Australia offers co-operation on asylum abuse probe
The Australian government has rejected reports its navy mistreated asylum-seekers, but offered to co-operate with an Indonesian investigation.
A group of asylum-seekers said they suffered burns after being made to hold hot pipes on their boat engine while being forced back to Indonesia.
Indonesian police said there were burn marks on the asylum-seekers and that they were trying to find out more.
Australia's government and navy said there was no basis for the claims.
Speaking in Washington, Foreign Minister Julia Bishop said: "I reject utterly any notion that the Australian government would condone that sort of behaviour and I cannot imagine for a moment that the professional people that we have in our forces would have behaved in that fashion."
"Of course if there is any co-operation we can extend to ensure that these allegations are scotched then we'd be prepared to do it."
Vice Admiral Ray Griggs said on his Twitter account: "Based on everything I know there is no basis to these allegations."
The reports emerged after asylum-seekers told Australian broadcaster ABC that they were beaten by navy personnel, and burned after being forced to hold onto the boat's engine, as their boat was being towed to Indonesia in early January.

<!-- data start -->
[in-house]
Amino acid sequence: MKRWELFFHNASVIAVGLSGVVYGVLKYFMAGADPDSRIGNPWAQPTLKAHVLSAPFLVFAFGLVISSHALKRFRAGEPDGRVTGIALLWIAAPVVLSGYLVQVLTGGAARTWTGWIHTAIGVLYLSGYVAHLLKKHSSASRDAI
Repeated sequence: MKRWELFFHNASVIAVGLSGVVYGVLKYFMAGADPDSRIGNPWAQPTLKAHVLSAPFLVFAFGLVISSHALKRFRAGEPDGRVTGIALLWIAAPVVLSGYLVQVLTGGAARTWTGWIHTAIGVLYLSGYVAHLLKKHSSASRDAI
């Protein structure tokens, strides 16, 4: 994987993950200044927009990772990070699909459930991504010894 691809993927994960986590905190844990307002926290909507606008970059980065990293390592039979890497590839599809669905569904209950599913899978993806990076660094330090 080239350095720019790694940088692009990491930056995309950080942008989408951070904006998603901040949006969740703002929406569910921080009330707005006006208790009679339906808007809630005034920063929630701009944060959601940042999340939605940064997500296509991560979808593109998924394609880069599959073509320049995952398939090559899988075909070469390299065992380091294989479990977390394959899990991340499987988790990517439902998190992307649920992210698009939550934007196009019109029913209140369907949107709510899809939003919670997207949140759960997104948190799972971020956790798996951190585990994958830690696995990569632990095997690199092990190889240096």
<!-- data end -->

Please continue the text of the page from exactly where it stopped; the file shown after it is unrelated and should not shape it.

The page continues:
Indonesia serves as a transit point for people-smugglers, who ferry people to Christmas Island, the closest part of Australian territory, on rickety boats.
Footage posted on the ABC website showed asylum-seekers being treated for burns.
Indonesian police said that some asylum-seekers had burn marks on their hands.
"They showed the marks of what they said were inflicted upon them by [the] Australian navy - but we don't know for sure because the only witnesses are among themselves," detective Sam Kawengian told ABC.
Australian Immigration Minister Scott Morrison said that asylum-seekers had "strong motivations for seeking to discredit the activities of Australia's border protection operations".
Navy and customs officials said that the burns were probably self-inflicted, or occurred when asylum-seekers tried to fix the boat motor, The Australian reported.
Prime Minister Tony Abbott also said he trusted the navy. "Who do you believe? Do you believe Australian naval personnel or do you believe people who were attempting to break Australian law?" he told reporters.
However, Christine Milne, leader of the Greens party, said: "When allegations are made they need to be investigated."
"It is just inexcusable to stand there and say 'I have every confidence, therefore I'm not going to look into it'."
The row comes amid reports Australia's navy have been pushing boats carrying asylum-seekers back to Indonesia.
Last week, Australia apologised to Indonesia for incursions by its military into Indonesian waters. It said the violations happened "inadvertently" during operations to stop asylum-seekers.